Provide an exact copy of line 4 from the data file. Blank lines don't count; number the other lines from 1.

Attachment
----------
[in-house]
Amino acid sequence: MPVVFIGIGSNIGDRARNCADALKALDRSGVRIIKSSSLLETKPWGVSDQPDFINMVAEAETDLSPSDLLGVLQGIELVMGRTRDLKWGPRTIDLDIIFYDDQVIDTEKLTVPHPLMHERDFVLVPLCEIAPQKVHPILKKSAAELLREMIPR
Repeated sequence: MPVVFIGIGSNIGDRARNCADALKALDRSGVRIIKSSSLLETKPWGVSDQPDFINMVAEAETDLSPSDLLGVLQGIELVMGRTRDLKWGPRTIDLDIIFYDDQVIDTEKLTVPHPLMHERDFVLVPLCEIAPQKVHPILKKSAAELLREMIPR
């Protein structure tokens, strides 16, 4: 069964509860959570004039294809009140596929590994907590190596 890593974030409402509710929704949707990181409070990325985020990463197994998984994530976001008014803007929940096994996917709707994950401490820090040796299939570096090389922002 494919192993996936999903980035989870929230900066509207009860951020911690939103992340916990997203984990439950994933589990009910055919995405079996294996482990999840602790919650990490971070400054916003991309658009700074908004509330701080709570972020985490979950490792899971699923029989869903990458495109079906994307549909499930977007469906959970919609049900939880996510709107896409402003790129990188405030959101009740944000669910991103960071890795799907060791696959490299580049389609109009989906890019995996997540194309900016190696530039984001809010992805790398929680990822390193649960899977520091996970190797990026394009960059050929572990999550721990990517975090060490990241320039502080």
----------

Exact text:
């Protein structure tokens, strides 16, 4: 069964509860959570004039294809009140596929590994907590190596 890593974030409402509710929704949707990181409070990325985020990463197994998984994530976001008014803007929940096994996917709707994950401490820090040796299939570096090389922002 494919192993996936999903980035989870929230900066509207009860951020911690939103992340916990997203984990439950994933589990009910055919995405079996294996482990999840602790919650990490971070400054916003991309658009700074908004509330701080709570972020985490979950490792899971699923029989869903990458495109079906994307549909499930977007469906959970919609049900939880996510709107896409402003790129990188405030959101009740944000669910991103960071890795799907060791696959490299580049389609109009989906890019995996997540194309900016190696530039984001809010992805790398929680990822390193649960899977520091996970190797990026394009960059050929572990999550721990990517975090060490990241320039502080």